19 October 2016

Les Parisiennes - How the Women of Paris Lived, Loved, and Died Under Nazi Occupation

Paris in the 1940s was a place of fear, power, aggression, courage, deprivation, and secrets. During the occupation, the swastika flew from the Eiffel Tower and danger lurked on every corner. While Parisian men were either fighting at the front or captured and forced to work in German factories, the women of Paris were left behind where they would come face to face with the German conquerors on a daily basis, as waitresses, shop assistants, or wives and mothers, increasingly desperate to find food to feed their families as hunger became part of everyday life. 

By looking at collaborators to resisters, actresses and prostitutes, as well as teachers and writers, including American women and Nazi wives, spies, mothers, mistresses, fashion and jewellery designers – Anne Sebba shows that women made life-and-death decisions every day, and, in an atmosphere where sex became currency, often did whatever they needed to survive. She considers the experiences of both native Parisian women and those living in Paris temporarily: American women and Nazi wives, spies, mothers, mistresses, and fashion and jewellery designers. Some like the heiress Béatrice Camondo or novelist Irène Némirovsky, converted to Catholicism; others like lesbian racing driver Violette Morris embraced the Nazi philosophy; only a handful, like Coco Chanel, retreated to the Ritz with a German lover.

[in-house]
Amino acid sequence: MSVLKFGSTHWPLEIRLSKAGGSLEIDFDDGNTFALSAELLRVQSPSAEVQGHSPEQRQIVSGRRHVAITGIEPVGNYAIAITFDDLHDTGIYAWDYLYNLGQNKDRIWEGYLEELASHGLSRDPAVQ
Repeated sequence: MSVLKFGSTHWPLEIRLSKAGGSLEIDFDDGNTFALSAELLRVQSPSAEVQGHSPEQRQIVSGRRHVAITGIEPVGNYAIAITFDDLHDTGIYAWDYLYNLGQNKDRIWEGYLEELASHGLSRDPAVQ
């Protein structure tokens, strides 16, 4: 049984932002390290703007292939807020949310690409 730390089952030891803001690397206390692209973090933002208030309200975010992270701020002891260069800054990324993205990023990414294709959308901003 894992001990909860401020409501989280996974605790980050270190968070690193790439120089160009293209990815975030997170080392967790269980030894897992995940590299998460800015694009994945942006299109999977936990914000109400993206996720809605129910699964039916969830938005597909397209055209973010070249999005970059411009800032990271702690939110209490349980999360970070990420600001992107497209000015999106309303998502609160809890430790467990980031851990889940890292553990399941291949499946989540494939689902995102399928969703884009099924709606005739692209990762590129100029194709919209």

Sebba also explores the aftershock of the Second World War in the postwar period. How did women who survived to see the Liberation of Paris come to terms with their actions and those of others? Les Parisiennes is the first in-depth account of the everyday lives of women and young girls in Paris  during the period of enemy occupation.

Read more about Anne Sebba.

Available from:
St Martin's Press

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